Two groups constituted the target population: community kitchen workers (CWs) involved in the preparation of food and SR families receiving food assistance in the form of ‘food pots’ (cooked food). The target population was recruited from four CKs located in four different areas within two regions in Lebanon known to have the largest population of refugees in the country: the North of Lebanon (26% of refugees) and the Bekaa (36%) . Eligibility criteria for CWs included: adult women (18–65 years), either Lebanese or Syrian nationality, and being involved in the local CK for at least six months. As for the SR group, criteria included being a Syrian woman of child bearing age, having at least one child, living in an Informal Tented Settlement (ITS), and received/or currently receiving food assistance in the form of hot pots from a local CK for at least six months. Based on previous studies [1,14], the six months cut-off point considered in the present study was set to be the minimum period to observe changes in household finances and food security status after receiving food assistance.
A purposeful and geographical variation recruitment approach was used. To recruit CWs, the research team first contacted the administrations of CKs to get their preliminary approval prior to arranging for a site visit to meet with the CWs. As for SR women, the research team contacted the humanitarian agency involved in delivering ‘food pots’ to the beneficiaries in order to identify the location of their ITSs. The CK administration and humanitarian agency did not have any direct or indirect role in the recruitment of study participants or access to any of the collected data. Direct recruitment approach was used on site to invite women from both the CWs and SR groups to participate in the Focus Group Discussions (FGDs).
A conceptual framework previously outlined by Freedman et al. (2013) was adopted in the present study . This multicomponent model was originally developed to assess the access of individuals to nutritious food in the United States, and it was based on five main constructs: economic aspect, service delivery, spatial-temporal features, social aspects, and personal aspects . We used these constructs when developing the two topic guides for our focus group discussions with the study participants: one for CWs (see S1 Table) and second for the SR group (S2 Table).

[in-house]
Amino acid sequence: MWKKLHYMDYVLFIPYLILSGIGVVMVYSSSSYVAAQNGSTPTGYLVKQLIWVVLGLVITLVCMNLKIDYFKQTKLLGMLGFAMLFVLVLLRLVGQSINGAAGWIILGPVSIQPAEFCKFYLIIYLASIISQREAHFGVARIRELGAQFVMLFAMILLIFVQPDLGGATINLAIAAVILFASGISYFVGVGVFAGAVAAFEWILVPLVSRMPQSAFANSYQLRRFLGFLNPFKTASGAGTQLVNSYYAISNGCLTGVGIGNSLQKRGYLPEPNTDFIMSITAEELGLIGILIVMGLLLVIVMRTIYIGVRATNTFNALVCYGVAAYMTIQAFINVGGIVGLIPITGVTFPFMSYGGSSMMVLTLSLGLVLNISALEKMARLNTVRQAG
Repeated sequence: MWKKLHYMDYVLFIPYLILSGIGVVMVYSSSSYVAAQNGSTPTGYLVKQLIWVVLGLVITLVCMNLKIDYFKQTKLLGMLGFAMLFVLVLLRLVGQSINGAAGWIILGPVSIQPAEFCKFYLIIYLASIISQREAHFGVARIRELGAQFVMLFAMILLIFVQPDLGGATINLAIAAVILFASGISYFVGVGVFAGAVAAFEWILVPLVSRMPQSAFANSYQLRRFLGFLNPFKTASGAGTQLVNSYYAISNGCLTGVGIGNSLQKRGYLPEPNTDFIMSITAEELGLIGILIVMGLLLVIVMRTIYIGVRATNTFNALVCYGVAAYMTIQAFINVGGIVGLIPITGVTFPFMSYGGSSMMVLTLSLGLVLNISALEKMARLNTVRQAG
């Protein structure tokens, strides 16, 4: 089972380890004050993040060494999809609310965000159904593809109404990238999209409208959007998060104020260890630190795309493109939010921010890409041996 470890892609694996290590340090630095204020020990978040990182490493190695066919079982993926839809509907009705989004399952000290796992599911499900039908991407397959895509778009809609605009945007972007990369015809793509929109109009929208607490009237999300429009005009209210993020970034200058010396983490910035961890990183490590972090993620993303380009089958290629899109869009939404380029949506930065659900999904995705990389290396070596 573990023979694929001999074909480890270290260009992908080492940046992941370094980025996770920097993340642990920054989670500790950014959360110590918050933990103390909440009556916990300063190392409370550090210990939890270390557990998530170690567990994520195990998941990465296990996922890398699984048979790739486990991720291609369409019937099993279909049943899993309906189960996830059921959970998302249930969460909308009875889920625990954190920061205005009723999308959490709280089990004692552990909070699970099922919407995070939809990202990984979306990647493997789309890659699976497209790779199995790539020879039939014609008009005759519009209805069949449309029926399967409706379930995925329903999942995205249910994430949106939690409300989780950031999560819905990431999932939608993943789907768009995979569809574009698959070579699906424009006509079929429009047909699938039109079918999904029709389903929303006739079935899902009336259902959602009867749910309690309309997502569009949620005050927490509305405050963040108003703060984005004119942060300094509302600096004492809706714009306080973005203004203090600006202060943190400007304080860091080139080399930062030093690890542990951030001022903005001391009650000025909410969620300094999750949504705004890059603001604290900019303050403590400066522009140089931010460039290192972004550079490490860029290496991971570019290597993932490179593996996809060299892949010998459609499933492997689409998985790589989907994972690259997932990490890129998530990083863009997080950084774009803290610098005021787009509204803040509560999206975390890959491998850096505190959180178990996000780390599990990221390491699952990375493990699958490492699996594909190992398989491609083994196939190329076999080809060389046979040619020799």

Data collection for the study took place between July and October 2017. A total of eight focus groups were conducted during that time period after which we reached data saturation: four with CWs and four with SRs. FGDs with CWs were held between July and August 2017. During that period, the CKs were not operating due to fund interruptions, yet they were expected to resume work beginning September 2017. FGDs with the SR group took place between September and October 2017. During this period, CK services had resumed again, but the implementing organization selected new ITSs and different families to participate in the new phase of the CK project. Therefore, in order to meet the six months inclusion criteria of our study, we chose to collect data from ITSs that were involved in the CK project prior to the two-month-interruption of the kitchens in the summer. Thus, the recruited SR families were not receiving services from the CKs at the time of data collection.
The researcher (NI) received training on the ethical and responsible conduct of research and FGD moderation prior to data collection. NI moderated the FGDs and the P.I. (LJ), co-P.I. (GHA) and Research Assistant (MDH) were present as observers and took written and mental notes. All focus groups were audio-recorded after securing the consent of study participants. Verbal consent of the participants was obtained in case the participant was illiterate; a witness assigned by the participant explained the content of the oral consent form as well as the objectives and activities of the projects in a culturally sensitive, easy and comprehensible language and manner.
After obtaining participants’ consent, the moderator proceeded to circulate a short survey that included questions related to the demographic and socio-economic characteristics of the study participants, such as age, marital status, educational attainment, employment status, family monthly income and expenditures, and form of assistance received in the past three months, if any. In addition, crowding index was calculated, as a proxy measure for the socioeconomic status of households, through dividing the total number of household members by the total number of chambers in a household (excluding kitchens, bathrooms and balconies). This index was previously used to assess the socioeconomic status of refugees in Lebanon and similar contexts showing reliable results [15–17].